In the past month pipeline companies have been busy in our area while FERC was distracted with its coal/nuke subsidy fight with the Department of Energy and the Trump Administration. In particular, NJR has been moving forward with its potential “Plan B” alternative to PennEast, the Adelphia Gateway project. And Texas Eastern is also charging forward with the Lambertville East project, a proposed upgrade of the compressor station on Rt. 179 in West Amwell.
First up, the NJR/Adelphia Gateway project (fully owned by New Jersey Resources) stealth-filed with FERC on Friday January 12th. There were no press releases or announcements, just a new docket popped up on the FERC site (which I found while developing a “new docket” scraping feature for Ferkee over the weekend).
The new docket is CP18-46-000. The full application along with resource reports is here:
Based on Adelphia’s documentation, the project is a bit more than the “no environmental impact” they’ve been touting to people to date. Several laterals are proposed, along with new compressor stations and 8 blow down assemblies.
Most interesting to me – the identity of the project’s subscribers is not revealed anywhere in the public portion of the application. Earlier NJR/Adelphia indicated that their open season got twice the proposed capacity – they proposed 250,000 dekatherms a day, and got bids for 500,000. But we have no idea who bid.
In the application they say that the precedent agreements are still being worked on and will be filed with FERC. But those likely will be filed as a “privileged” information, which you need to sign an NDA with Adelphia to see. It seems NJR/Adelphia is trying to hide who the subscribers really are.
Why would they do that?
One theory is that the subscribers may be companies like Elizabethtown Gas, South Jersey Gas, UGI, and New Jersey Natural Gas. Those names may ring a bell to you.
There will be comments on the docket demanding that the open season bidder identities be made public on the docket so we can see if this is another case of self-dealing, or if this pipeline project is a PennEast clone and constitutes over building (or, alternatively, PennEast’s owners believing their effort is doomed and doing this as a “Plan B” effort).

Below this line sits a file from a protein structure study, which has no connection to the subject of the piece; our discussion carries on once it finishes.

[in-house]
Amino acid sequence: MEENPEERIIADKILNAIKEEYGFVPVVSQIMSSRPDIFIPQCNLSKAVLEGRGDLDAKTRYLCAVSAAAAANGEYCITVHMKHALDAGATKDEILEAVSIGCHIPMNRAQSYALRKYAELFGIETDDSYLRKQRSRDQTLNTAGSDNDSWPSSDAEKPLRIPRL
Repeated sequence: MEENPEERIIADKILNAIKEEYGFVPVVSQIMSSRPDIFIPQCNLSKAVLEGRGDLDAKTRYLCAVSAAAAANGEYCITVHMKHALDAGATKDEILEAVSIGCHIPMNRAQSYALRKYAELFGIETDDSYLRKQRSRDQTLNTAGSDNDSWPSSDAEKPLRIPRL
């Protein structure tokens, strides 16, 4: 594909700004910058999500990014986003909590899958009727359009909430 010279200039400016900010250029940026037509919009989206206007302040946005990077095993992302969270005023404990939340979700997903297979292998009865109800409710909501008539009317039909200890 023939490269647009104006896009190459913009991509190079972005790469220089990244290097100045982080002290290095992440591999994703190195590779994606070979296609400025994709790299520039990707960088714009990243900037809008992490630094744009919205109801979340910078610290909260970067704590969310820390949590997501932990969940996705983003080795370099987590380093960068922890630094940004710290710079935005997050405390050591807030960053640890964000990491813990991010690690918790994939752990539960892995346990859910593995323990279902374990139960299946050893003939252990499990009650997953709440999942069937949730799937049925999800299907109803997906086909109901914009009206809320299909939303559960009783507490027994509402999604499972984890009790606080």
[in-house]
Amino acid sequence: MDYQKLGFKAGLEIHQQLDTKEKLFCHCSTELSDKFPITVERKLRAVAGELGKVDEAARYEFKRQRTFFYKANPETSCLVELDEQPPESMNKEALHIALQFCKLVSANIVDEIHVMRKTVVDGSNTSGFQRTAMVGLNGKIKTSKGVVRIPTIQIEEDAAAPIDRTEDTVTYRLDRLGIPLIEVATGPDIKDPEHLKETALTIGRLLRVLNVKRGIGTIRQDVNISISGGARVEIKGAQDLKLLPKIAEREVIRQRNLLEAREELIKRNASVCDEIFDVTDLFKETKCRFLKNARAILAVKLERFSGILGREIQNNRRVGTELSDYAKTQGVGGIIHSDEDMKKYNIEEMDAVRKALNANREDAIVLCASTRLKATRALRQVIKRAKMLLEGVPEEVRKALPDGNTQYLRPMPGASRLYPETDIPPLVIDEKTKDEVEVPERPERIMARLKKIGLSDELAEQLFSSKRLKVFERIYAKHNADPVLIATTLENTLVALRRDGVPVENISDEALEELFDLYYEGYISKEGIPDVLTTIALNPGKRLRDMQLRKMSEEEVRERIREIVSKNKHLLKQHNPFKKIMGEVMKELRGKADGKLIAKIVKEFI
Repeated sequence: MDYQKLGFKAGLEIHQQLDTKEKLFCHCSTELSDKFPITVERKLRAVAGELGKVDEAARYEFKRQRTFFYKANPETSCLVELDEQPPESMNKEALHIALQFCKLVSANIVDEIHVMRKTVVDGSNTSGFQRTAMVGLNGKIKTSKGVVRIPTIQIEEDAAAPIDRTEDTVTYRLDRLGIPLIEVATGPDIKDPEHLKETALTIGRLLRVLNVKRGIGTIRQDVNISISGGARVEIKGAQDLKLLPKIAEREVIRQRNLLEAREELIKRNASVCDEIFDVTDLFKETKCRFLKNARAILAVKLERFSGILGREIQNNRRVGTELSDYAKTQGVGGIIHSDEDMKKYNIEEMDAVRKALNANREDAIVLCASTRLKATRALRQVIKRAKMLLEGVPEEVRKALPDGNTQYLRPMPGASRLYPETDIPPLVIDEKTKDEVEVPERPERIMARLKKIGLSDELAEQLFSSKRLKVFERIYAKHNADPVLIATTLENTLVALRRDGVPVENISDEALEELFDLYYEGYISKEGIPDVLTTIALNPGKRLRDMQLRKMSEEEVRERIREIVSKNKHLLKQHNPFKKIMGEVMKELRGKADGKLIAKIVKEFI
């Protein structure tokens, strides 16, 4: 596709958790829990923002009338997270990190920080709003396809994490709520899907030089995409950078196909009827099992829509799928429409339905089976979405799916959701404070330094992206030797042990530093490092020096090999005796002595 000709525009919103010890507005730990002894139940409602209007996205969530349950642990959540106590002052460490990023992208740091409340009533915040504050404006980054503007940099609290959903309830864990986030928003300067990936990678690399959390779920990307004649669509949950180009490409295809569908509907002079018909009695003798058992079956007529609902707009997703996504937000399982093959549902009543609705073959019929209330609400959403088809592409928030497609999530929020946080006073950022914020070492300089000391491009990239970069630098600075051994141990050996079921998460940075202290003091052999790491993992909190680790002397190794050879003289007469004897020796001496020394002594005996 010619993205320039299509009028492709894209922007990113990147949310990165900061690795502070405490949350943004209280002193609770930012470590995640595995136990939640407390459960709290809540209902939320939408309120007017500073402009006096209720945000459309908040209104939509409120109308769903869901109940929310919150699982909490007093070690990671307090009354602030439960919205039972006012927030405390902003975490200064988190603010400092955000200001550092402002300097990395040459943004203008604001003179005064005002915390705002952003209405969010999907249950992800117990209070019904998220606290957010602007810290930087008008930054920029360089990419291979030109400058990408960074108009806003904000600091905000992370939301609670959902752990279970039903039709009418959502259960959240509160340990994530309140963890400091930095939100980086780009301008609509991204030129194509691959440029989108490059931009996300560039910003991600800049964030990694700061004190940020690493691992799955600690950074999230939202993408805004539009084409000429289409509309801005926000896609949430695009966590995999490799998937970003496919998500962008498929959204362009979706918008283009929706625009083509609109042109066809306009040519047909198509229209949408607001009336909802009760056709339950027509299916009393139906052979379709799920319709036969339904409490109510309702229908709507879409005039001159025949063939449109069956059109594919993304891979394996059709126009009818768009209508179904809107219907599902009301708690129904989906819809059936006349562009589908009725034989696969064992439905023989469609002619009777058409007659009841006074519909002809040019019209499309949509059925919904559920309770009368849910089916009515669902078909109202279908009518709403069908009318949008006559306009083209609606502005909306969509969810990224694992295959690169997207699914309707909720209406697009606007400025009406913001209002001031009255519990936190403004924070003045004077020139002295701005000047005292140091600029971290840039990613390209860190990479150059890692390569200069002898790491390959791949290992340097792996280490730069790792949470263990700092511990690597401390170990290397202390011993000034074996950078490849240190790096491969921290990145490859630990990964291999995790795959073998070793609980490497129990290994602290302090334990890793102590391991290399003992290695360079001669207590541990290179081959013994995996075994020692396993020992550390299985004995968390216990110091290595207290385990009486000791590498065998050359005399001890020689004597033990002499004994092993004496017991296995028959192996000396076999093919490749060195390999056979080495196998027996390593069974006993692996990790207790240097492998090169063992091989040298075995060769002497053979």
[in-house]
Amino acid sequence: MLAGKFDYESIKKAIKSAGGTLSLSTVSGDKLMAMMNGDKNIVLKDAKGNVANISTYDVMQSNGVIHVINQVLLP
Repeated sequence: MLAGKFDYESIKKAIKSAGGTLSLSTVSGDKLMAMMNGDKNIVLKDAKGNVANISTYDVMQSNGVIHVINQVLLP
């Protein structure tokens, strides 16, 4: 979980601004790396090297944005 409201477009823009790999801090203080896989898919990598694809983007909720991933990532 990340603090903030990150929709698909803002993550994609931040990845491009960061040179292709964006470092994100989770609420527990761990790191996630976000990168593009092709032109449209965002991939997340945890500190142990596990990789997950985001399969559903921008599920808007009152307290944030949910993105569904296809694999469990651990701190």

Either way, those following PennEast should be concerned about this as well. In particular, imagine a worse case scenario where both NJR/Adelphia and PennEast get approved, with very similar pipeline routes paralleling each other and similar customers. We have to make sure that doesn’t happen.
Everybody interested in this should get moving and intervene on the Adelphia docket. And hurry. All signs indicate that NJR/Adelphia is trying to get this fast tracked. They stealth-applied, and they indicate in the application they want to be approved and up and running this year.
Texas Eastern Lambertville East Project
Then there’s the Lambertville East project. It’s FERC docket is CP18-26-000. The full application along with resource reports is available here:
This project may end up being a good thing for the area (with emphasis on may). The current compressors are old, the area smells of gas all the time when you’re anywhere near the vicinity, and apparently emits dangerously high levels of noxious substances. The new compressors, while bigger, may be safer and emit less.
But – we need to look closely here. I’d like to convince them to use electric compressors instead of natural gas, which will eliminate local emissions entirely and make the compressor station a much better neighbor to the poor people in the Mt. Airy neighborhood of West Amwell. It’s also damn close to West Amwell Elementary and the Hunterdon South Branch library.
Also it’s possible Texas Eastern is up-playing some benefits and not talking about potential drawbacks. We need to dive into the application in detail to see what’s being proposed here, and what the impacts really will be.
People should intervene on this docket as well to ensure their voices are heard.
On both matters I mention people and townships and groups who are in any way concerned or impacted by these two projects should intervene. This is really important. We’ve learned through PennEast and other projects that FERC only listens to and responds to intervenors on the Commission’s dockets. Other non-intervenors are “welcome to comment” by FERC, but those comments seem to basically go into the circular file.
By intervening on a docket, you ensure that FERC has to listen to you and has to respond to your concerns. While we may not like how FERC responds, making them work for it and make the effort is far better than being totally ignored.